On Steepster I saw a suggestion of adding some maple syrup to this, and I think that would make a stunning addition to this.  It’s quite good served straight up (I prefer this hot, it seems to lose something to the flavor as it cools), but, if I were going to add something, I think I would add the maple.  It would give this a real “breakfast-y” sort of appeal.

A really yummy, naturally caffeine free alternative!

Laos Black Tea #05 from Steepster

laos5Tea Information:

Leaf Type:  Black

Where to Buy:  Steepster Select

Tea Description:

A black teas from Laos with this quality of manufacture is almost unheard of. Our dedicated producer has thrown convention out the window and began making teas that rival India and China. This rolled, jet black tea with golden buds is a sure sign Laos is on its way.

Taster’s Review:

When I first opened the packet of this Laos Black Tea #05 from Steepster and smelled the contents, I found myself bewildered by the fragrance.  It was a scent that was totally unfamiliar to me, especially in the world of tea.  Usually a black tea smells “earthy” or “leathery” or even “fruity” or “floral.”  But this tea smelled like none of those things!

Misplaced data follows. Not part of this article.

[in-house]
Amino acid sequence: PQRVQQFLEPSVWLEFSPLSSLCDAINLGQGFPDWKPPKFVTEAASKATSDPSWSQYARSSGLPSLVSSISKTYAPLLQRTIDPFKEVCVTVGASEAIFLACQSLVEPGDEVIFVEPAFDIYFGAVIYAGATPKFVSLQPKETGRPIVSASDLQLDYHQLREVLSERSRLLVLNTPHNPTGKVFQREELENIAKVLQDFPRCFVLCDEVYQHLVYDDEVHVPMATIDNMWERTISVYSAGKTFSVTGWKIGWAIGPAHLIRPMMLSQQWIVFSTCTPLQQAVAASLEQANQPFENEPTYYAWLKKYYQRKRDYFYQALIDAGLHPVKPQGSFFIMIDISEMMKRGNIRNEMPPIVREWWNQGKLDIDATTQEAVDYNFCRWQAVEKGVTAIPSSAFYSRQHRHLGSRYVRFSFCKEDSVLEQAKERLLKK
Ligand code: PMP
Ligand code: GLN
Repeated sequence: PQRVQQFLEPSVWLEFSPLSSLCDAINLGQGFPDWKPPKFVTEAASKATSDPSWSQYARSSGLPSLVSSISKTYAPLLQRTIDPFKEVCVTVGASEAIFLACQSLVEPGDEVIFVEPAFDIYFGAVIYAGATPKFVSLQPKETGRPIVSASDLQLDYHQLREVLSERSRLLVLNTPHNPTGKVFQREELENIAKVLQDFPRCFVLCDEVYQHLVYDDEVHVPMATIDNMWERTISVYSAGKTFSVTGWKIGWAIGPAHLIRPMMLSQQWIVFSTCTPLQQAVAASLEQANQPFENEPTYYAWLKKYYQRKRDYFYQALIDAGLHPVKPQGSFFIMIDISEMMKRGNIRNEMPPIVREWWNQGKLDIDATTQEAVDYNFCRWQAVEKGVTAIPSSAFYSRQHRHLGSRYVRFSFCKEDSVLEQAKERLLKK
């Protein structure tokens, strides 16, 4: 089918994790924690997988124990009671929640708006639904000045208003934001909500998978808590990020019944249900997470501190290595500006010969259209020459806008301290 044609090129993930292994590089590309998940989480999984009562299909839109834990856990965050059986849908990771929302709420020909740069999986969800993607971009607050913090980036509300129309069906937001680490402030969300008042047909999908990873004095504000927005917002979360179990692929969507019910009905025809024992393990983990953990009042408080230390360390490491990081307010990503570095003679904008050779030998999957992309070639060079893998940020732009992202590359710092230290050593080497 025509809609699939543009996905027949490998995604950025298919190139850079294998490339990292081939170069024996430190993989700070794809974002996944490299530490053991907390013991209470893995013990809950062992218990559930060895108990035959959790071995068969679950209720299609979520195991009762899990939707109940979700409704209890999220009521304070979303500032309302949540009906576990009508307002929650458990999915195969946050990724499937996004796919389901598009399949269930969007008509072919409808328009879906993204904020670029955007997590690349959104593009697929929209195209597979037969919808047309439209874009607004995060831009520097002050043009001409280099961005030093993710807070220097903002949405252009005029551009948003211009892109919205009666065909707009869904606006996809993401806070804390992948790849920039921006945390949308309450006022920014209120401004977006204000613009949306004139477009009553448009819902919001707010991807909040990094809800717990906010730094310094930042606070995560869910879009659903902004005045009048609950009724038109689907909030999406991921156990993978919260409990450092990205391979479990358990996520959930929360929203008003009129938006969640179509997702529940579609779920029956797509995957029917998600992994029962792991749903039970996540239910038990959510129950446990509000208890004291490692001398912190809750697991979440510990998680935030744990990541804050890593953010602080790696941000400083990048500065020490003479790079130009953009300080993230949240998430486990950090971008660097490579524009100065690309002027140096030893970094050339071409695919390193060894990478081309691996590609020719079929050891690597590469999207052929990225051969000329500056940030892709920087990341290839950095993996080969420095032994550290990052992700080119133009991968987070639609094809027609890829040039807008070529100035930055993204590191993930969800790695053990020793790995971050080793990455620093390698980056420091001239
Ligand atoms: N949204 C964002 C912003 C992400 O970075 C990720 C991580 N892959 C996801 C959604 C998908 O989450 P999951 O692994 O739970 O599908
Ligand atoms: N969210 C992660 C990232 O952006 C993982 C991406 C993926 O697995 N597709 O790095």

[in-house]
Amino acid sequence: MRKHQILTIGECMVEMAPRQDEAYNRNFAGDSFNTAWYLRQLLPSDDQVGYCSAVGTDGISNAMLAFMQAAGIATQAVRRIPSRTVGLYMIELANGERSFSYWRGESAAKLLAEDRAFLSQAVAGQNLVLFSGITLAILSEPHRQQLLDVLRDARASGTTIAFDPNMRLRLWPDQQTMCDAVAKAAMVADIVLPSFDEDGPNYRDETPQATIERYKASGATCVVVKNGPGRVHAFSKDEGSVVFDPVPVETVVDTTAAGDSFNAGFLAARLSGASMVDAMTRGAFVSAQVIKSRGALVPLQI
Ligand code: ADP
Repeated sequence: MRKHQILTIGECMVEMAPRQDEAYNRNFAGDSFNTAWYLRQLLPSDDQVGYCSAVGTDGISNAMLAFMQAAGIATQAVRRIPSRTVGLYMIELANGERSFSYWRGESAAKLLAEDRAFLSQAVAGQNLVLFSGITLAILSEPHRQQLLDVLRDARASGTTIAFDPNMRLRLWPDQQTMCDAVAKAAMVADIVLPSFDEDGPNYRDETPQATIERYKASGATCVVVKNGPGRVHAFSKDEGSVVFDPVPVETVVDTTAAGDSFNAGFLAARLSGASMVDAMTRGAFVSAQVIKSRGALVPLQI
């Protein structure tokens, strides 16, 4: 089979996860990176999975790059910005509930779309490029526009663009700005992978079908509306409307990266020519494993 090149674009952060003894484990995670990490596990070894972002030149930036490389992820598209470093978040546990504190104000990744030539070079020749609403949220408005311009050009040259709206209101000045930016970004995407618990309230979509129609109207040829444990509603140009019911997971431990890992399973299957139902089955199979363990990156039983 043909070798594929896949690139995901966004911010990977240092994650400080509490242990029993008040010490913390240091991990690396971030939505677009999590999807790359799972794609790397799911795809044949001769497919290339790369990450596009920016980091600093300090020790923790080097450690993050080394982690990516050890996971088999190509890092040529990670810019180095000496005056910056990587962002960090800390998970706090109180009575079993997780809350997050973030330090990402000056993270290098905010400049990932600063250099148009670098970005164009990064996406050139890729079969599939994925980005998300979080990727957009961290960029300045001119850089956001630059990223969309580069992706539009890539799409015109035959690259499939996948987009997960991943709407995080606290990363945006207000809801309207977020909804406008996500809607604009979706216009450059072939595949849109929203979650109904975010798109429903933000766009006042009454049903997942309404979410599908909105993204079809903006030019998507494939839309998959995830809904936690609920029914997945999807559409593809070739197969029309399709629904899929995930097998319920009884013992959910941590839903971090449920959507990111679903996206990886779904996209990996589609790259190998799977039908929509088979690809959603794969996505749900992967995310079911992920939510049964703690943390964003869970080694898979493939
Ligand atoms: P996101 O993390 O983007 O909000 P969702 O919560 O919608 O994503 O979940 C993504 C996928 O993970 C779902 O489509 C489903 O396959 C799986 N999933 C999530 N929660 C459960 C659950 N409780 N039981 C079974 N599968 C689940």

On Steepster, one of the tasting notes suggested a “tomato” fragrance, and while I don’t know that what I smelled was that of tomato … I do certainly agree that it smells different.

The flavor is also quite different from any black tea that I’ve had, although there are some familiar notes to this as well.  This has a richness to it, although I find the body to be somewhat lighter than the typical black tea.  It is sweet (like honey!) and there are some delicious malty tones to this.  I also taste earthy notes with whispers of smoke.

And, yes, these are all notes that in other black teas … but it’s just the way these particular flavors come together in this particular tea that makes it different.  It’s malty and rich, but it is lighter than other black teas that are known for malty, rich flavors like an Assam or a Fujian black.

It’s an easy to sip tea … something I’d be happy to drink again.